Just less than year before the elections, the Fidesz-led government is moving to introduce concession on Hungary’s motorway network for 35 years, pointing to state debt and a lack of funds. The plan, however, is criticized by many who fear that it is yet another step of the ruling parties selling off state assets to businessmen close to Fidesz in an attempt to secure Fidesz’s power. Meanwhile, the government has moved to classify the calculations and motifs behind the endeavor, driving Gergely Karácsony to turn to the European Commission for an infringement procedure to be launched against the Orbán government.
The plan was made public at the beginning of June, but in comparison to its size and significance, it has received little attention due to the EURO and the rolling debate on the LGBT+-restrictive features of the anti-pedophile law.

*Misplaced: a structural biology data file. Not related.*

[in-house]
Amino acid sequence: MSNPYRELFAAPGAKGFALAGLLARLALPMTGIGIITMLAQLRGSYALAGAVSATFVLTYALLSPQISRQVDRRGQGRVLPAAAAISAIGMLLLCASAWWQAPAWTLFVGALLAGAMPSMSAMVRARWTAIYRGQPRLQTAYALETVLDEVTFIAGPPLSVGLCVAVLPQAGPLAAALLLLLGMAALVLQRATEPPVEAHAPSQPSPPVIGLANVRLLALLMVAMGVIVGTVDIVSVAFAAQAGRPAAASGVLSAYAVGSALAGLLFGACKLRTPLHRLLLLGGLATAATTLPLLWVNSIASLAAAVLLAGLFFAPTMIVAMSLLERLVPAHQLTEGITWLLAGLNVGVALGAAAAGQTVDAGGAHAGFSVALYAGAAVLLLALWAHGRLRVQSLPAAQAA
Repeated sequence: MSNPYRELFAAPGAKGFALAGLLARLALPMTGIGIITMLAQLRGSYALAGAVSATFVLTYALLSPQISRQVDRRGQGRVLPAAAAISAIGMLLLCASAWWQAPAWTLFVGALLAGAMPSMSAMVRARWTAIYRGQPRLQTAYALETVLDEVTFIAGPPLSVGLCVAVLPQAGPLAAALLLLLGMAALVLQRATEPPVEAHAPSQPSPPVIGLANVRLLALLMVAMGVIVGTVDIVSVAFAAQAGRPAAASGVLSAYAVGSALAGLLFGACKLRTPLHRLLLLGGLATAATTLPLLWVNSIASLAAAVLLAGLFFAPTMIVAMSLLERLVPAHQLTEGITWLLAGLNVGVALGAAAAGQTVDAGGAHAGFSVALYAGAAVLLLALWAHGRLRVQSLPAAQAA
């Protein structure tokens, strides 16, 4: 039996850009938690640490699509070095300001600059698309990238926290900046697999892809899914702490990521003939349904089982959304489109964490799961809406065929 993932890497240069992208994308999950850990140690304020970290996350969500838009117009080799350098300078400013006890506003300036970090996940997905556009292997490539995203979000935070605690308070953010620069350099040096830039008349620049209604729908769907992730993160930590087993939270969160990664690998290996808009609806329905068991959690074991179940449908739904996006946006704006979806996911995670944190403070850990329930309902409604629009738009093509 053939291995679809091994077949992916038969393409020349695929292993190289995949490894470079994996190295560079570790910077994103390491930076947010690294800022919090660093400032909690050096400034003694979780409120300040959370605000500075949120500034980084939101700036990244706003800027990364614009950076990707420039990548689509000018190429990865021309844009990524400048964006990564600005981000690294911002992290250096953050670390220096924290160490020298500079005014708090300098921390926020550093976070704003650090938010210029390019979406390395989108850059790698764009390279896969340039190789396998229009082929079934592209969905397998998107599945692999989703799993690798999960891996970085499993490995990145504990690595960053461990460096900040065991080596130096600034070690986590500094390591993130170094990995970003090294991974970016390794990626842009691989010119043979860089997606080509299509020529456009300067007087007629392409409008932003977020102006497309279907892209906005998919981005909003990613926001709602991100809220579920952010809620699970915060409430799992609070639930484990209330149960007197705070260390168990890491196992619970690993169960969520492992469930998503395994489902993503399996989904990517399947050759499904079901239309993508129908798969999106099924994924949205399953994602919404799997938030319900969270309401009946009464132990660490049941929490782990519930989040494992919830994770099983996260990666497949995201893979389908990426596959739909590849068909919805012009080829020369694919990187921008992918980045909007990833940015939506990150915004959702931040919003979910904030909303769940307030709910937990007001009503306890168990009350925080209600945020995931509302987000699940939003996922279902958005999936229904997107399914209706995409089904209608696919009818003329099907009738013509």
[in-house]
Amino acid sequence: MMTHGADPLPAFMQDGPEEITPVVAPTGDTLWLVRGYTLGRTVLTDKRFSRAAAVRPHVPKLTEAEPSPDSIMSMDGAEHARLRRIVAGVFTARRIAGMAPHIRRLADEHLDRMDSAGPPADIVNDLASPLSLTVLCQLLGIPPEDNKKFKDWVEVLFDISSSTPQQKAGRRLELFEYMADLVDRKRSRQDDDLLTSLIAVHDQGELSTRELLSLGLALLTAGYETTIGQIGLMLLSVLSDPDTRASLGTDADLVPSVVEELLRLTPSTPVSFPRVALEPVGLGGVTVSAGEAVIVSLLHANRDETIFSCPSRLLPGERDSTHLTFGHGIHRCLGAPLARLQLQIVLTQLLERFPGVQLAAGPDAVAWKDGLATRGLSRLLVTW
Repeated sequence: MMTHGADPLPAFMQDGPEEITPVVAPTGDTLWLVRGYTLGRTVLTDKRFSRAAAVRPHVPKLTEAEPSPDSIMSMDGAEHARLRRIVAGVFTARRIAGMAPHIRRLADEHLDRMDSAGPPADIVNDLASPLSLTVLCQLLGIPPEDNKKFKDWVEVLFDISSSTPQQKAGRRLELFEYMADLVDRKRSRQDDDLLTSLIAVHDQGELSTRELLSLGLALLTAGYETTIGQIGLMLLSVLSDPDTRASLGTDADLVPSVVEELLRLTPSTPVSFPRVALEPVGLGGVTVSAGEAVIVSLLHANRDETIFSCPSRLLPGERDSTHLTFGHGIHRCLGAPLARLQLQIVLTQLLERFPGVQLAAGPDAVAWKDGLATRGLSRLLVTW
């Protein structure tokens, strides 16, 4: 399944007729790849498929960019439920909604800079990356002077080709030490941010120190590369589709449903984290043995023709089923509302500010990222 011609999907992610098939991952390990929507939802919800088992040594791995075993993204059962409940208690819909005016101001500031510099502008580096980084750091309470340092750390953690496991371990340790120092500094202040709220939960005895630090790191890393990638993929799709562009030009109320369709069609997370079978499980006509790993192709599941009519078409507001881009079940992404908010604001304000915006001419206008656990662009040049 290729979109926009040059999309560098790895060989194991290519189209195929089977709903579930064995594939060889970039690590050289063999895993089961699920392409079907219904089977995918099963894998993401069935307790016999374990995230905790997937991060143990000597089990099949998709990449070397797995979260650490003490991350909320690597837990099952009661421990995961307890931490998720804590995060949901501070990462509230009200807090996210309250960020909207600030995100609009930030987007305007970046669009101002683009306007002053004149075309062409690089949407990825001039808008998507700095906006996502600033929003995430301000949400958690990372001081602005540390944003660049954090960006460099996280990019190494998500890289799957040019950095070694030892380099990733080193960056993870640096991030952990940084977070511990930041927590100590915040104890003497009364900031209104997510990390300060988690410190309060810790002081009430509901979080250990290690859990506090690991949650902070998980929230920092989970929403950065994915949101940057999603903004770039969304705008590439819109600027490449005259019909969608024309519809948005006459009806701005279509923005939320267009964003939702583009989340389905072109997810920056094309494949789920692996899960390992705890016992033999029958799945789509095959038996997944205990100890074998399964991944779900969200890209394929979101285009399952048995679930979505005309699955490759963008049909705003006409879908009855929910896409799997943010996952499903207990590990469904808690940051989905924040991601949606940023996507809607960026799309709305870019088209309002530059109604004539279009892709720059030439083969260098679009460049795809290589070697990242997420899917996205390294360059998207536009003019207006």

What it is about?
The Orbán government wants to place Hungary’s nearly 2,000 kilometer-long motorway network in a 35-year concession. The concession entails the planning, renovation, construction, control, operation, and financing of the network for an annual fee.
FactBesides meeting some serious professional reference requirements, winner(s) must meet tough financial conditions too: a tender guarantee of HUF 800 million (EUR 2.3 million) and a liquidity amounting to some EUR 1 billion are among the rules.
In the first ten years of the concession, the winner has to undertake major works too, such as expansions on the busy M1, M7 and M3 motorways, extension of the M3 out to the eastern border, the construction of the missing section of M81, and the construction of a totally new motorway that would connect M1 and M5 via Kecskemét and Székesfehérvár. In numbers: 272 km of new motorways to be built, expansions on 273 km and refurbishment on a further 538 km. Besides, of course, the usual maintenance works for the entire length of the concession and motorway network.